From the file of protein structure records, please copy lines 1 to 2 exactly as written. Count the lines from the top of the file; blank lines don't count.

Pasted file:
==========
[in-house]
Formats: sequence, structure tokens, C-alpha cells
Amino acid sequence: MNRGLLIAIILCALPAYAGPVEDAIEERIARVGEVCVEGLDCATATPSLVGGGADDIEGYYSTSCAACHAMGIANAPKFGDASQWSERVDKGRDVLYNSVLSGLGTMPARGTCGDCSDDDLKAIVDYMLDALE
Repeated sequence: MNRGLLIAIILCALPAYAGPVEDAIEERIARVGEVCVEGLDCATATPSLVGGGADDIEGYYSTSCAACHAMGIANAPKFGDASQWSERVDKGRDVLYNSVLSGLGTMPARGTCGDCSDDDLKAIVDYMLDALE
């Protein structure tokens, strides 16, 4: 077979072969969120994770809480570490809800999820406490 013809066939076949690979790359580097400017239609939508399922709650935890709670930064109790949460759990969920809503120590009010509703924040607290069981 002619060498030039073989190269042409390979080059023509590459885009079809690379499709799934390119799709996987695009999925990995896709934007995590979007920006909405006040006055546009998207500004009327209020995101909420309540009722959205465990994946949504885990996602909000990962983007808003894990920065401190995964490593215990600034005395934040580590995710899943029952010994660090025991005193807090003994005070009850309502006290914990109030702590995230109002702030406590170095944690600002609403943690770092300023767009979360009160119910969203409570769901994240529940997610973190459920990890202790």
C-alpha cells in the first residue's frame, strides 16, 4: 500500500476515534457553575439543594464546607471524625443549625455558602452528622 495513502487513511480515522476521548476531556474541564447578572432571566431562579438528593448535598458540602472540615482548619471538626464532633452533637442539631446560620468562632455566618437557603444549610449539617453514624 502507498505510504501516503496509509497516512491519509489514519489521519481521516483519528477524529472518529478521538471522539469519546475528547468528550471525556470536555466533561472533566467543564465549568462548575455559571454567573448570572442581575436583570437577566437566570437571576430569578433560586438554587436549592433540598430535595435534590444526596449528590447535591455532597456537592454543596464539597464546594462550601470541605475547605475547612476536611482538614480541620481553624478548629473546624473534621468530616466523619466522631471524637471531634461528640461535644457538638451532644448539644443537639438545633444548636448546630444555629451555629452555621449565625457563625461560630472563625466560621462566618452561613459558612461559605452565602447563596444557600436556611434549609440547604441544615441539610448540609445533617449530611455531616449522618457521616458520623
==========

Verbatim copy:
[in-house]
Formats: sequence, structure tokens, C-alpha cells